sounds cool, eh, the title :)
ok, so as u can imagine from the name of post this one gona be mesy crazy and ununderstandable. well i kind of got this idea while semi sleaping, so what kind of clearity can u expect from such a state of mind?
anyways. i was always interested in wind, as an effect in 3d, or cg. Now we all know this 2d effect in photoshop, not sure it might be actualy named wind. well its similar to directional blur. it shifts, pushes pixels, only some pixels i guess, to the directio of wind. yes, just had a look its nder stilize effects in photoshop.
anyways, so i was thinking could we do somthing similar in 3d? to alow wind actualy to push pixels?
and here is what i come up whith.
1. the wind in 3d software is usualy just a direction and strenght, i meaqn it has such parameters. well i am not to familiar whith it, so corret me if i am wrong.
(look at the picture “A”).
So if we would have just strenght and direction, then our wind would be simple photoshop efect, and no nead to bather thinking how to implement it.
therefore we would nead the whind in a scene to be somehow distributed in more interesting fasion. now here are some thoughts. 1. we are all familier whith whind icon, the one which see as an object in our scene, the one we rotate to change direction of winnd, the one we animate.
well, even icon has its position in 3d space, so we can have then distance from pixel we are curiently rendering to wind icon in scene. acording to this distance we can decide upon strenght. meaning, closer pixel (i shuld say peace of geometry which is “seen” from a pixel in viewing plane) is to wind source, or icon, stronger the effect will be.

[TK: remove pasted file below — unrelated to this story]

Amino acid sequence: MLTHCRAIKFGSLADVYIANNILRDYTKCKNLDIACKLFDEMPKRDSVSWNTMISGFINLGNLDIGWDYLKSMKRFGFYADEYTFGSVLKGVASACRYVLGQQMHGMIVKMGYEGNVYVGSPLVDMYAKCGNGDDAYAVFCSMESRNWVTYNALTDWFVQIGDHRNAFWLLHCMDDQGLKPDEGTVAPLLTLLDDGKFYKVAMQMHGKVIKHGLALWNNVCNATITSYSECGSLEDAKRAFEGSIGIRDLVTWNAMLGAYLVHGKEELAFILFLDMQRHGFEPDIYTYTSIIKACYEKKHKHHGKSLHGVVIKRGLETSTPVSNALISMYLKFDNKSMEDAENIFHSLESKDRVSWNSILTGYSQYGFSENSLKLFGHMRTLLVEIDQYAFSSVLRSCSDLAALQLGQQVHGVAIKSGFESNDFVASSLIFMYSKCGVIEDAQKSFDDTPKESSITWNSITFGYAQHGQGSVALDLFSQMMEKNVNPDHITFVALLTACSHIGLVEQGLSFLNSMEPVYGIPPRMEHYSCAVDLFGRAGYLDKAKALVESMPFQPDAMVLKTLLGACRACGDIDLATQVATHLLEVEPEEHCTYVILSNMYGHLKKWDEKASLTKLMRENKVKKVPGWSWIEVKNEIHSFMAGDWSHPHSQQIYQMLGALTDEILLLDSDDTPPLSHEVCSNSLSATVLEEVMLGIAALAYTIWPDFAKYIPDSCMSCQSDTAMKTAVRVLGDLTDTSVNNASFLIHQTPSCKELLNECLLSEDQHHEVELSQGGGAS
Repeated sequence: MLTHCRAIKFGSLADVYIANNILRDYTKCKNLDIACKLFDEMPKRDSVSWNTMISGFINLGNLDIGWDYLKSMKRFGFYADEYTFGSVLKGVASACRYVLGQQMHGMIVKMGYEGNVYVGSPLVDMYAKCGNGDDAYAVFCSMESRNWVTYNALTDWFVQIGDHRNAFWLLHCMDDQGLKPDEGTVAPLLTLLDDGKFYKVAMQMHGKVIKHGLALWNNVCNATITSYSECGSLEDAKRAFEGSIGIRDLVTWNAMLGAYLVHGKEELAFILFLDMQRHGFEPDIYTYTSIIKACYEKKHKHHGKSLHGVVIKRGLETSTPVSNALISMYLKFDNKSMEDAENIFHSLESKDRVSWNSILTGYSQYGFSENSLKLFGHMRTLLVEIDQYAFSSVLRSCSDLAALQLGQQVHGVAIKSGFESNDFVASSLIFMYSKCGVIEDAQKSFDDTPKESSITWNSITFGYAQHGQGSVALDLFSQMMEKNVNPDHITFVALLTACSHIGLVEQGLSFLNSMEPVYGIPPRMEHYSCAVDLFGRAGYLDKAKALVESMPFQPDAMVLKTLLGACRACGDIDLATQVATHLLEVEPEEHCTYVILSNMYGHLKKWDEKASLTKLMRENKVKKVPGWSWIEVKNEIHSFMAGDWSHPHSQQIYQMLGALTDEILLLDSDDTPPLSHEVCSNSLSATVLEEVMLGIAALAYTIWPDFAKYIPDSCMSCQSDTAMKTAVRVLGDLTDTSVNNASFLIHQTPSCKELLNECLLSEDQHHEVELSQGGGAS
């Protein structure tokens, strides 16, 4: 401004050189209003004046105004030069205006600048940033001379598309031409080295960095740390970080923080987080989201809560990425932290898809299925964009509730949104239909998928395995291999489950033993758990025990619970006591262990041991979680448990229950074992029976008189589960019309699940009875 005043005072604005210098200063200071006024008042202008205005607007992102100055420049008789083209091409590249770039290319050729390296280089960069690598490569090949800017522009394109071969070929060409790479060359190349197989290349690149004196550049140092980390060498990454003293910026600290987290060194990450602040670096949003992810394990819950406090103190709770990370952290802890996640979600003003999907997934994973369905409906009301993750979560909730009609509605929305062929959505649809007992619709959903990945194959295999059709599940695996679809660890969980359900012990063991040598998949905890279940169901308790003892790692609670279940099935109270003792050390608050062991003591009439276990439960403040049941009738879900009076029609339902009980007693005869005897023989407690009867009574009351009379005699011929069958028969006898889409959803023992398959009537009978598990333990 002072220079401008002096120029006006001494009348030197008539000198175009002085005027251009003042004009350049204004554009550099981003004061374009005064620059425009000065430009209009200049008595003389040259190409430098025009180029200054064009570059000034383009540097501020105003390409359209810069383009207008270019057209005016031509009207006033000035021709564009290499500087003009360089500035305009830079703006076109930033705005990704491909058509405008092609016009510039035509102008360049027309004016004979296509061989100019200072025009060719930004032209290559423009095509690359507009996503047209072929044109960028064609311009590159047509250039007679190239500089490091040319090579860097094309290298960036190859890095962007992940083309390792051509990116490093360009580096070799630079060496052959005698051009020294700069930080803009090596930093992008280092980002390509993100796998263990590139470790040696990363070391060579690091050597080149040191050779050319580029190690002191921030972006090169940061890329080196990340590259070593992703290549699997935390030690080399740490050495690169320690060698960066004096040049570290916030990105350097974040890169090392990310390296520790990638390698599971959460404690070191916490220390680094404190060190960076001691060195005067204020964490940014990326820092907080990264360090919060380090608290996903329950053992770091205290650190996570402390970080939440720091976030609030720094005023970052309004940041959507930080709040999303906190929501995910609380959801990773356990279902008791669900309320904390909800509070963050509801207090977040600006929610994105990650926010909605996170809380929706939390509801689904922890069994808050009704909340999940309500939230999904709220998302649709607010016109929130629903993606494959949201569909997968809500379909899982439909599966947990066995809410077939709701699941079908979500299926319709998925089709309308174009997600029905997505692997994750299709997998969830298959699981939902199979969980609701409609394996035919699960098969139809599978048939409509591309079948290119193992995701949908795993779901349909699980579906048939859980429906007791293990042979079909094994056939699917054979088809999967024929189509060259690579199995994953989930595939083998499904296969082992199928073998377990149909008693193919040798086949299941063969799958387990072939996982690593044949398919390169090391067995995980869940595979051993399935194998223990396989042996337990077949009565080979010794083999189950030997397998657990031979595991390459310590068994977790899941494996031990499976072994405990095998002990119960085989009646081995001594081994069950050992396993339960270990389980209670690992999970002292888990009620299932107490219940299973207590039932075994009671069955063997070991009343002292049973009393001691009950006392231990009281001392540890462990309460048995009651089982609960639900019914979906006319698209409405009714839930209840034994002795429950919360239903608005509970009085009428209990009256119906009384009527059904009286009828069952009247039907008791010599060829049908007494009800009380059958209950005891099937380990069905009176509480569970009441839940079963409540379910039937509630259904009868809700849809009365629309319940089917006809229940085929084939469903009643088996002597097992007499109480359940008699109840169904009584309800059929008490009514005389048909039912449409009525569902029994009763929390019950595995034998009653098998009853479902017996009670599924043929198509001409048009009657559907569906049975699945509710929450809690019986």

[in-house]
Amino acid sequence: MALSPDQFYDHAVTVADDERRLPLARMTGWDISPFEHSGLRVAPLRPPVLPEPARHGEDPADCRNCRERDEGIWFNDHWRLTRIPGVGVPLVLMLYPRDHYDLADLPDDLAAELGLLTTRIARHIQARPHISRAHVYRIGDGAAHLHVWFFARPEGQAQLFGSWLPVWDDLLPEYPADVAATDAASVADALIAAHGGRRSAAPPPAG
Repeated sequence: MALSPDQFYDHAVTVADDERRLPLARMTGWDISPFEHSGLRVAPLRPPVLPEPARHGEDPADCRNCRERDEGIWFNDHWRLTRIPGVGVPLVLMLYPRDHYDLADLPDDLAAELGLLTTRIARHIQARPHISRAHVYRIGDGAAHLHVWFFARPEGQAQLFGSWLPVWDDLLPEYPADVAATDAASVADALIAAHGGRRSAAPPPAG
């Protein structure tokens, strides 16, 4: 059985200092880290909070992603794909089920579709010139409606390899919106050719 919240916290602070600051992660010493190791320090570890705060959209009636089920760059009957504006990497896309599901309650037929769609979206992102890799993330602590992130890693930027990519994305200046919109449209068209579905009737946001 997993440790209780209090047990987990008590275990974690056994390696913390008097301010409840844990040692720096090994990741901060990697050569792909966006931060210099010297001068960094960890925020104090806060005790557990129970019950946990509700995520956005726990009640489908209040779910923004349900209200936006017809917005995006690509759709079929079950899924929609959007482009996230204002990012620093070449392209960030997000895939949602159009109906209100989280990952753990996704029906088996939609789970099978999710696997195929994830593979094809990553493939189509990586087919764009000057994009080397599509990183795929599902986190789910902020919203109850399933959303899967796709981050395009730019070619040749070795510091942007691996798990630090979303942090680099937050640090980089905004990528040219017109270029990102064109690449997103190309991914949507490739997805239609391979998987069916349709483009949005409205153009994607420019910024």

now another thing is, sometimes when u hide behind something wind doesnt blow as strong. how can we do that?
why not to employ our raytracing engine? if we would think that wind icon is a light source, we could render a shadow. (using secondary ray, which is pointed towards light source, in this case towards wind picture “B”) so we would have a shadow of a wind in a way.
and we shuld not apply this wind effect on a pixels which are under wind shadow.
now a nex step would be, ….
ok there is no sharp distinction where the wind “is” and “is not ” in real life, we have all gray areas in betwean.
how do we do that in our raytraced wind shadow?
why dont we drow some vectors, to see how strong pixels would be affected (lenght of vector) and direction. so lets have a look at picture “c” (well part of the picture which is labeled “c”)
and now in a right side of picture we have thuse black numbers 1-4.
lets imagine 1 and 2 are pixels which shuld be affected by our crazy wind effect.
while 3 and 4 are pixels in a wind shadow, so we will not apply any effects on them. but we whant to get rid of sharp edge…
why dont we make pixels in shadow have some sort of influence radius. lets look at red circles around pixels 3 and 4.
we see that pixel’s nr. 3 circle touches pixel nr 1. so what we will do is we ll draw a vector from pixel who has whind effect, this would be pixel nr1 towards pixel in a wind shadow, nr.3. normaly that would be a straight line, but we will take in to acount wind direction and draw somethig like in right top corner of our ilustration. the black curved arow. now acording to thuse wectors we will finaly apply pixel shifting looking at our vectors which will guide the directions.
i know its all crazy, but why not. might be somthing interesting could be done thinking about what i wrote,
i know i wqas not wery clear when i talk about 2d pixel as a end value in rendered picture, when its pixel in viewing plane, when its a point in 3d space, which is being seen from viewing plane and so on.
but no nead to be all critical here, its only food for thoughts, not something to write a phd on :)
what u think?
again, any voluntears to write a renderer?you can also wisit my portfolio. dont like english? u can (try) readig it in lithuanian or anny other language here! alternative, has no lithuanian :(